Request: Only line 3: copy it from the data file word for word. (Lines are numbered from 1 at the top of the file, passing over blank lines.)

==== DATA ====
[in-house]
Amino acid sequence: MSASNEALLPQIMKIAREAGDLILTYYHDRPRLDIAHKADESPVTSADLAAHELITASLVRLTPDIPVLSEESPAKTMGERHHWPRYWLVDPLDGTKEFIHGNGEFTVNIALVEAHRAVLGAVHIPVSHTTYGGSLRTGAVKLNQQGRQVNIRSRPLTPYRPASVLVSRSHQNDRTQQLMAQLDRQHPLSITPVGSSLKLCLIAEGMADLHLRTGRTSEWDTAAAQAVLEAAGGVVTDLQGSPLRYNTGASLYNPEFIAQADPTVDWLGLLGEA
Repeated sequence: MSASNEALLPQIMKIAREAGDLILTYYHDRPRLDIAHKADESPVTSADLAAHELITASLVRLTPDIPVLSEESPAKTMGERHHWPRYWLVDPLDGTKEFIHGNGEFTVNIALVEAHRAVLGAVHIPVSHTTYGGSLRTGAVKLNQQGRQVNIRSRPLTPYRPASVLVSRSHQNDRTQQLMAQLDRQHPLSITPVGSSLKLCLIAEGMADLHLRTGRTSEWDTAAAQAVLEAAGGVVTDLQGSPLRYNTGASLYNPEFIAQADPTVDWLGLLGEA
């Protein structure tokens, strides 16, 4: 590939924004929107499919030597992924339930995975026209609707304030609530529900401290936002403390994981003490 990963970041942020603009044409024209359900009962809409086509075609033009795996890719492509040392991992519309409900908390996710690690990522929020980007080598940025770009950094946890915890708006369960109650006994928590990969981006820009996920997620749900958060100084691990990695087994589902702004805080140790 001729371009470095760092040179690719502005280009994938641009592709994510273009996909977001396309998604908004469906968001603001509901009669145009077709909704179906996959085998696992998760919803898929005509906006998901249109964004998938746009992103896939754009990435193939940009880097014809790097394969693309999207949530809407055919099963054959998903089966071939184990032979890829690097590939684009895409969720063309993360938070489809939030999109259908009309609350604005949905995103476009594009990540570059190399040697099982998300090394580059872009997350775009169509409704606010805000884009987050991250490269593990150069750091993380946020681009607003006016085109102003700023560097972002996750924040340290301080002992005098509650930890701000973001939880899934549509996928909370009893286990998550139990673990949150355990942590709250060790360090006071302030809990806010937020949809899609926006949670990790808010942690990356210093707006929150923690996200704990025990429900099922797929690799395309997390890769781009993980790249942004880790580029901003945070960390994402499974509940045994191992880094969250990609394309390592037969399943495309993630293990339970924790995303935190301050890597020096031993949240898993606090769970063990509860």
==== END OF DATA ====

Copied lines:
Repeated sequence: MSASNEALLPQIMKIAREAGDLILTYYHDRPRLDIAHKADESPVTSADLAAHELITASLVRLTPDIPVLSEESPAKTMGERHHWPRYWLVDPLDGTKEFIHGNGEFTVNIALVEAHRAVLGAVHIPVSHTTYGGSLRTGAVKLNQQGRQVNIRSRPLTPYRPASVLVSRSHQNDRTQQLMAQLDRQHPLSITPVGSSLKLCLIAEGMADLHLRTGRTSEWDTAAAQAVLEAAGGVVTDLQGSPLRYNTGASLYNPEFIAQADPTVDWLGLLGEA